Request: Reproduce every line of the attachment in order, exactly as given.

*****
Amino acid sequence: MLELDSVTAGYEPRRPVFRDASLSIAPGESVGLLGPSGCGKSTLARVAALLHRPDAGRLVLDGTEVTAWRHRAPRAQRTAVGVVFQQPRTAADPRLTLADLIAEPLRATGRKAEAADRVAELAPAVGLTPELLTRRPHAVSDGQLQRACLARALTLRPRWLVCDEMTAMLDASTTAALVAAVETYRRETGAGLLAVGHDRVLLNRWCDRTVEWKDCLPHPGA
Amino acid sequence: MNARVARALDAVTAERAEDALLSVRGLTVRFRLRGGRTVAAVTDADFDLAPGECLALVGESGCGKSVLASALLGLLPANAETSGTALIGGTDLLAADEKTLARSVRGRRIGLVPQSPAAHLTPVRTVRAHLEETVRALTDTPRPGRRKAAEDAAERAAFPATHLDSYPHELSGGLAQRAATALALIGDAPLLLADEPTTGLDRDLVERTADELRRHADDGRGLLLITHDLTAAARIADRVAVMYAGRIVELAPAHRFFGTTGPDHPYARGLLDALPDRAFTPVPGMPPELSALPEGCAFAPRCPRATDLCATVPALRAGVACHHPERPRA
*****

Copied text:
Amino acid sequence: MLELDSVTAGYEPRRPVFRDASLSIAPGESVGLLGPSGCGKSTLARVAALLHRPDAGRLVLDGTEVTAWRHRAPRAQRTAVGVVFQQPRTAADPRLTLADLIAEPLRATGRKAEAADRVAELAPAVGLTPELLTRRPHAVSDGQLQRACLARALTLRPRWLVCDEMTAMLDASTTAALVAAVETYRRETGAGLLAVGHDRVLLNRWCDRTVEWKDCLPHPGA
Amino acid sequence: MNARVARALDAVTAERAEDALLSVRGLTVRFRLRGGRTVAAVTDADFDLAPGECLALVGESGCGKSVLASALLGLLPANAETSGTALIGGTDLLAADEKTLARSVRGRRIGLVPQSPAAHLTPVRTVRAHLEETVRALTDTPRPGRRKAAEDAAERAAFPATHLDSYPHELSGGLAQRAATALALIGDAPLLLADEPTTGLDRDLVERTADELRRHADDGRGLLLITHDLTAAARIADRVAVMYAGRIVELAPAHRFFGTTGPDHPYARGLLDALPDRAFTPVPGMPPELSALPEGCAFAPRCPRATDLCATVPALRAGVACHHPERPRA